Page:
This is the first part of a two part series; next week we’ll dive into the nitty-gritty of biblical research, but for now we’re focusing on what biblical research is and why it matters.
For the uninitiated, “biblical research” might not conjure up images of dancing, film analysis, or engineering studies. But meet Maximillion Whelan. An M.Div. of third year. a student at Duke, Whelan runs a website for movie buffs focused on analyzing movie scenes and was recently featured in Film and Video Quarterly Review for an article on theology and cinema. He notes, “Biblical research sheds light on how daily activities actually shape history and are also shaped by history. By “zooming in,” delving into details and contexts, biblical research allows us to “zoom in” simultaneously – to see what we take for granted, where our readings have taken us, and how we are taking our readings to others. spheres. of life.”
Or take Divinity School student Nicole Kallson. She is pursuing a master’s degree in theological studies with a certificate in theology and arts.
“As a theologian and dancer, I use my dance training to help me understand the Bible.” Kalson explains. “I tend to focus on ideas of embodiment, beauty, and inter- and intra-personal relationships.”
The two students, along with countless other Blue Devils and other mascot identities, use their studies as a lens through which to examine themselves and their passions. And isn’t that what we emphasize so clearly at Duke – the interdisciplinary, interpersonal, interreligious, international and intertwined identities of people, places and things? Isn’t that the purpose of research in the end? Perhaps the purpose of biblical research is not as alien to us as one might first think.
Candidates for a degree may come from an expertise in literature, classical studies, practical faith, or other fields that can easily come to mind. But they also come from the natural sciences, physical sciences, political science, art and media studies, creative writing, engineering, medicine, sociology, public policy, economy and more. And each of these students applies their research and understanding of the Bible to their understanding of the world at large, seeking to become better, more intentional scholars in the process.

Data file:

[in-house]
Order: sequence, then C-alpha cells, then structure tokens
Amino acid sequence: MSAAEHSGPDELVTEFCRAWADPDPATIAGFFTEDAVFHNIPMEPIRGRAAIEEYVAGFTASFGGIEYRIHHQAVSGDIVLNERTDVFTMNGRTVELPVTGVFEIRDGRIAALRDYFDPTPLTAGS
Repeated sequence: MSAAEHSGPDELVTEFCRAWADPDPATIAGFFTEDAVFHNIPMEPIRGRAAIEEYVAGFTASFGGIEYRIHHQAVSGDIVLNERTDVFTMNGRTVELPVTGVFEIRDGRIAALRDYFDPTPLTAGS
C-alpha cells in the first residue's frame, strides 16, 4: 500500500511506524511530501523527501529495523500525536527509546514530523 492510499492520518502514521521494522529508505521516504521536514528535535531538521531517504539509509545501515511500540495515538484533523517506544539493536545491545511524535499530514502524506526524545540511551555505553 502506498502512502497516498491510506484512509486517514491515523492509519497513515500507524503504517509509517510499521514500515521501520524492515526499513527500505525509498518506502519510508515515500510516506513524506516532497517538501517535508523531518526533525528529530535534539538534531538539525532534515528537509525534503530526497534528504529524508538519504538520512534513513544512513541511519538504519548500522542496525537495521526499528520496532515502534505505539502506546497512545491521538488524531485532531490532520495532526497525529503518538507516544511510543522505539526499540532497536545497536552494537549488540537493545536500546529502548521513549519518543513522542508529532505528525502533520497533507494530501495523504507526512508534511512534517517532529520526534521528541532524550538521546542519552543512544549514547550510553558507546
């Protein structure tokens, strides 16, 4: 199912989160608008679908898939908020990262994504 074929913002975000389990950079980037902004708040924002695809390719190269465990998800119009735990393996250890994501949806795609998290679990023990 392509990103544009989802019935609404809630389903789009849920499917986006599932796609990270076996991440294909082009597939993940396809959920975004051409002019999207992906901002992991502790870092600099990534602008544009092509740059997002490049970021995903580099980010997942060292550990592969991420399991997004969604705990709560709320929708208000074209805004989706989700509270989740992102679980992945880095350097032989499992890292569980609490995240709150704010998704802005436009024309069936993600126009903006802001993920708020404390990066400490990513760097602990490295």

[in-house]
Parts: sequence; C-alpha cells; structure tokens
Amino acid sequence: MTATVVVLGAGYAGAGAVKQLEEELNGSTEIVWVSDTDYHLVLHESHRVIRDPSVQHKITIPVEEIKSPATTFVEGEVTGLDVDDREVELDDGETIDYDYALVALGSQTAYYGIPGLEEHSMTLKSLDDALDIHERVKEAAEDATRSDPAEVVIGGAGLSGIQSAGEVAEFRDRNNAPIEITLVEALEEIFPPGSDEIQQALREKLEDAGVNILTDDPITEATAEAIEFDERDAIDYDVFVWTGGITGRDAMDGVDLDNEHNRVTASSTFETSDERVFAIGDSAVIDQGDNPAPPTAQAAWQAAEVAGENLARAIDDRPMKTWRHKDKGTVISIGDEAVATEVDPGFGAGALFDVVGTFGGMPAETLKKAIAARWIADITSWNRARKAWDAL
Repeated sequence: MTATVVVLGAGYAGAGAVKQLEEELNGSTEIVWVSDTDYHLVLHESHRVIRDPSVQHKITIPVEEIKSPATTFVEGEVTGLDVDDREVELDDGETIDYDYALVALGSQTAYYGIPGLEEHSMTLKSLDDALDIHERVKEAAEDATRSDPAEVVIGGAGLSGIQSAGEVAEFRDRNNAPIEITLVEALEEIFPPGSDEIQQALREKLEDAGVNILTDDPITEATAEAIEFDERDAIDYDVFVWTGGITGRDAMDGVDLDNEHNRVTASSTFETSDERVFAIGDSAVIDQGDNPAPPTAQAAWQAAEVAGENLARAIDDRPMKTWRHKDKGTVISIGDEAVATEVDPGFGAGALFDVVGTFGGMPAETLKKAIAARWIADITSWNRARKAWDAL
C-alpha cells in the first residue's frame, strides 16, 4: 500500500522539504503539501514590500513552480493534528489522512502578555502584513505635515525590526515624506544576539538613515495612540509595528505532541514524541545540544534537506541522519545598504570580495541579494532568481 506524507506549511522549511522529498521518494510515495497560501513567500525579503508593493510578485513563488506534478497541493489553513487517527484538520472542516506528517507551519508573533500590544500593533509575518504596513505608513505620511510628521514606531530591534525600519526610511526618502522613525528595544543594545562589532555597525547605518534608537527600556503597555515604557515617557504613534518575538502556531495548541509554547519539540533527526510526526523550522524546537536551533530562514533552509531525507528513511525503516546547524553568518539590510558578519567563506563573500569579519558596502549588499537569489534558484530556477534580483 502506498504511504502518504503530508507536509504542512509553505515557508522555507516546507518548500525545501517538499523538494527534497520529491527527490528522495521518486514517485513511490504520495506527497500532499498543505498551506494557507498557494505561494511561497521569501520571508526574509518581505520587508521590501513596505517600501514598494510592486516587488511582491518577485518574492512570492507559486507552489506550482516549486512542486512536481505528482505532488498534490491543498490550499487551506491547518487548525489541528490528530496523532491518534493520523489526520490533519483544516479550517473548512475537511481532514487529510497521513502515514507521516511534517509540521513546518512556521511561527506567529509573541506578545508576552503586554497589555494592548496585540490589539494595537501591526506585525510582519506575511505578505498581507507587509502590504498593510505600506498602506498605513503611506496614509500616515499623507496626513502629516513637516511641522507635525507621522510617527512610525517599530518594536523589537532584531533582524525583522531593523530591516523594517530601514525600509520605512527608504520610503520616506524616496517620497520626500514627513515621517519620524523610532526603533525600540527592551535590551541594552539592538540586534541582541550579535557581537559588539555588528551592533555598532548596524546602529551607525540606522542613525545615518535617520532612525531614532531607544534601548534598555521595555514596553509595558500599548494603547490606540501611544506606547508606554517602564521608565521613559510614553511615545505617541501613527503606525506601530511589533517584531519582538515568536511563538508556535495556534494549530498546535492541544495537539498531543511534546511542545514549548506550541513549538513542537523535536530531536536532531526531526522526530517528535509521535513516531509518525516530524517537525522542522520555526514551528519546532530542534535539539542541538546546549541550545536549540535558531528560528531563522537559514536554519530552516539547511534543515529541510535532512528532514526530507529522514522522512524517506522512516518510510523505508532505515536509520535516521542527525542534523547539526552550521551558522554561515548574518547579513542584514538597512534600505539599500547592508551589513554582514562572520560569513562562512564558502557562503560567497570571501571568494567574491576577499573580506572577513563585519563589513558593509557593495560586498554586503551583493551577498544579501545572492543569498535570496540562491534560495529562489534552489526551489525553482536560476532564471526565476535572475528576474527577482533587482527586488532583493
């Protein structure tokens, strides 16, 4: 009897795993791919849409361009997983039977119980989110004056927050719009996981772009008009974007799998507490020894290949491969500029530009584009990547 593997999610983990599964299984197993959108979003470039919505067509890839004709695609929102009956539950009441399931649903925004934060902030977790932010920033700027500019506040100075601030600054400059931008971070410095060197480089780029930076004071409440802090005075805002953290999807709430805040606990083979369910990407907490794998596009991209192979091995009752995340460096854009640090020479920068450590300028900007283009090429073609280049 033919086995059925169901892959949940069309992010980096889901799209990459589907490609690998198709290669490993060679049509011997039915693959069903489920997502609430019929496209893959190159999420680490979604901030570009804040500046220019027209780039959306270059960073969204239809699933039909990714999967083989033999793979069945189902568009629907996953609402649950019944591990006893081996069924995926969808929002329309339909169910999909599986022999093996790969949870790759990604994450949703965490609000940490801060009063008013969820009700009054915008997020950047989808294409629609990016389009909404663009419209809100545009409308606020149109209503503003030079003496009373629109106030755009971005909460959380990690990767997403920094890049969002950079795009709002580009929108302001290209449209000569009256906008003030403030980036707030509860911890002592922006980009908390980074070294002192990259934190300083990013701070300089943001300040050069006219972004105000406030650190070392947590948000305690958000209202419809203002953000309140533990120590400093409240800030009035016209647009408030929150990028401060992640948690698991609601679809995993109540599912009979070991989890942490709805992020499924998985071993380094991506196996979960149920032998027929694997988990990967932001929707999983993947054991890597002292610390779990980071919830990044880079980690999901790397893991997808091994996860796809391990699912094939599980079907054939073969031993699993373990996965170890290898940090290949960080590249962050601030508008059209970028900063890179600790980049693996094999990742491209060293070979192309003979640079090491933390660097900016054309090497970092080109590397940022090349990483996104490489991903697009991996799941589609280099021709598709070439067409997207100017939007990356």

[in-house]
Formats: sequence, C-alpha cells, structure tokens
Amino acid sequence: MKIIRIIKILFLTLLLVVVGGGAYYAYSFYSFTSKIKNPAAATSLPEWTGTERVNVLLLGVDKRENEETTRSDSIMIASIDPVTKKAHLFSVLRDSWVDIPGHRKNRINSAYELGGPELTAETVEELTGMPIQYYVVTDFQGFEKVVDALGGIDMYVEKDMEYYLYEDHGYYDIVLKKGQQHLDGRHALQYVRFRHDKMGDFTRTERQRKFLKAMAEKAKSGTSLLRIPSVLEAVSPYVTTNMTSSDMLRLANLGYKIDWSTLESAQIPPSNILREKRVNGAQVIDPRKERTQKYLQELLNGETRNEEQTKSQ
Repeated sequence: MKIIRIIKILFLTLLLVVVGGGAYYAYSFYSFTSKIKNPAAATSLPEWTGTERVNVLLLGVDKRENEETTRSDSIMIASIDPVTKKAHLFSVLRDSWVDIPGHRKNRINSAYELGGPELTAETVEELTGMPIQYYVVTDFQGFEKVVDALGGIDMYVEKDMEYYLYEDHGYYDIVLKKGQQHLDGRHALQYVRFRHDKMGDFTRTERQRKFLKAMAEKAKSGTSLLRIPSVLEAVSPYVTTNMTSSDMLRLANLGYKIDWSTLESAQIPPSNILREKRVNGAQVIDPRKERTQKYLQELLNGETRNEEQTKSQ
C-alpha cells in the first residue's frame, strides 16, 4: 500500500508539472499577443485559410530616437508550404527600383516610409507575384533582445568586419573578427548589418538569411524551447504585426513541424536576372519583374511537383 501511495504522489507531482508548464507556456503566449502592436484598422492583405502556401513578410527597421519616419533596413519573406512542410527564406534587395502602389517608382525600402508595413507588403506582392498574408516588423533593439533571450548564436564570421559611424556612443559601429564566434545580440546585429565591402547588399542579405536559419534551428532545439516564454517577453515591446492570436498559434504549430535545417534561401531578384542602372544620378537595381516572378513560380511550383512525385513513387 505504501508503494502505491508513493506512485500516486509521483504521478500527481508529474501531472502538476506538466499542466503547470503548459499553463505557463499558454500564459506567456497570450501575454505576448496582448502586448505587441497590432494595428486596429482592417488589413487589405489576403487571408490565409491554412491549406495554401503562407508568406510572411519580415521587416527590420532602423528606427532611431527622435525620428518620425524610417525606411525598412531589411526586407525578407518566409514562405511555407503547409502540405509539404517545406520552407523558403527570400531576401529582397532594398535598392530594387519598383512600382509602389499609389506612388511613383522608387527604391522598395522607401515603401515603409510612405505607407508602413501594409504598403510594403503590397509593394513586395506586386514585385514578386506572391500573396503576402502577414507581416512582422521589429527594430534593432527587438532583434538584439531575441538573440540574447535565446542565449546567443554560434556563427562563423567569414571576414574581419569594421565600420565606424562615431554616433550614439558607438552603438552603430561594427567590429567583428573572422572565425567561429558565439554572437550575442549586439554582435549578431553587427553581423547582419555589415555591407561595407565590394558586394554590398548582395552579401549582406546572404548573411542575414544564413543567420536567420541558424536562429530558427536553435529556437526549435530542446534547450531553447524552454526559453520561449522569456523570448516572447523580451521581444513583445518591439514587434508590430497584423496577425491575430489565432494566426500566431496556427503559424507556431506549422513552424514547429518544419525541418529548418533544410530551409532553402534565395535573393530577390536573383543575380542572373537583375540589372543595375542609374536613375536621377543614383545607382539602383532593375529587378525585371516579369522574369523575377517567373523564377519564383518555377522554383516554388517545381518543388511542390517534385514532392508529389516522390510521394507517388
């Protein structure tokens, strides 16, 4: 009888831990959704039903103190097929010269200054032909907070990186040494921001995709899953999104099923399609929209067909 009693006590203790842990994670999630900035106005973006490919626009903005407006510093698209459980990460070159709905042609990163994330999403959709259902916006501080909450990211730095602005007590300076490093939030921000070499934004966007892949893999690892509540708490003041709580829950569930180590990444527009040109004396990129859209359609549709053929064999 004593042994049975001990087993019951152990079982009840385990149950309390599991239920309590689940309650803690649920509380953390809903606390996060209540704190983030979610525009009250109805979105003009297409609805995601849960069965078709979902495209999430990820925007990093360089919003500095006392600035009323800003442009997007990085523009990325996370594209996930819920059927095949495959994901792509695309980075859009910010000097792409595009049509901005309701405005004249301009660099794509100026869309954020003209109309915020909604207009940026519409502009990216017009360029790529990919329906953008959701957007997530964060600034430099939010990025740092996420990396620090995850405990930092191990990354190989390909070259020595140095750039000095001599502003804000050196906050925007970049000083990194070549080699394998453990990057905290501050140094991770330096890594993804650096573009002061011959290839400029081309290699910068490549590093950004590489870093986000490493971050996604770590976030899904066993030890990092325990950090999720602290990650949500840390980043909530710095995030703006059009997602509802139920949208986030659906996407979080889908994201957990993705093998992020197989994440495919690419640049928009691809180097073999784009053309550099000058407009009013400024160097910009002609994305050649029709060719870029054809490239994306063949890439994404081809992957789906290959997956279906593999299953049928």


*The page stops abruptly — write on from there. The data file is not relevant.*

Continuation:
The new dean of Duke Divinity School was born and raised in Puerto Rico; he prayed with Pope Francis and presented him with writings on interreligious dialogues. He also holds a bachelor’s and master’s degree in mechanical engineering.
Dean Edgardo Colon-Emeric hosted a Bible symposium on Friday, October 11, 2022 through the Karsh Alumni Center Forever Learning Institute (part of the Font Pages series, which Jakaiyah Franklin also blogged about!).
“It might seem strange to have a series focusing on the Bible as a forbidden book, given that it’s the most polished book in history,” he opened. He gave an example later; for some time in Guatemala’s recent history, possession of the Bible was persecuted as a means of targeting perceived communist sympathizers. Even within Christian communities, he explains, there has been talk among followers of certain translations and versions – not all of them acceptable.
The event also brought together Brent Strawn from Duke Divinity School and Jennifer Knust from Trinity College of Arts & Sciences Department of Religious Studies.
“The survival of the New Testament as text and collection is a theological and practical achievement,” Knust noted. “It is repeatedly refreshed in response to new circumstances, even as remnants of past approaches continue to shape what may happen next.”
It is because of the differing opinions of so many people over such a long period of time that we have different religions, and biblical research uses the prism of Christianity to assess this phenomenon.
Knust continues, “Today we know that there are over 5,000 manuscript copies of the New Testament, none of which are identical in every way.
She herself was a board member of the updated edition of the New Revised Standard Version – the most recent scholarly translation of the Bible, published in 2021. She expanded on her feelings about the dynamics and fluidity of the text, describing constant pushing and pulling. desire and tradition. Perhaps scholars in the present, past, or future may desire to change the words, meanings, or usages of the Bible, but they are contradicted by a tradition dictated by the people.
Biblical research seeks to answer questions about the Bible and, by extension, about the fruitfulness of mankind. The durability of religious texts of all kinds is a testament (pun intended) to the success of human minds accumulated over thousands of years.
During this PeopleMover-style Bible research tour, I hope we picked up a few key takeaways:
First, the work of many biblical scholars is deeply personal. We discovered through this that the work of any researcher in any field has the potential to be deeply personal.
Moreover, we have learned that the interdisciplinary scope of biblical studies works in reverse; students can turn to biblical research from other subjects to enhance their work, or they can even turn to other subjects to enhance their biblical research work.
And finally, we arrive at our destination; next week we’ll talk in more depth about what biblical research entails and meet some key players in those conversations.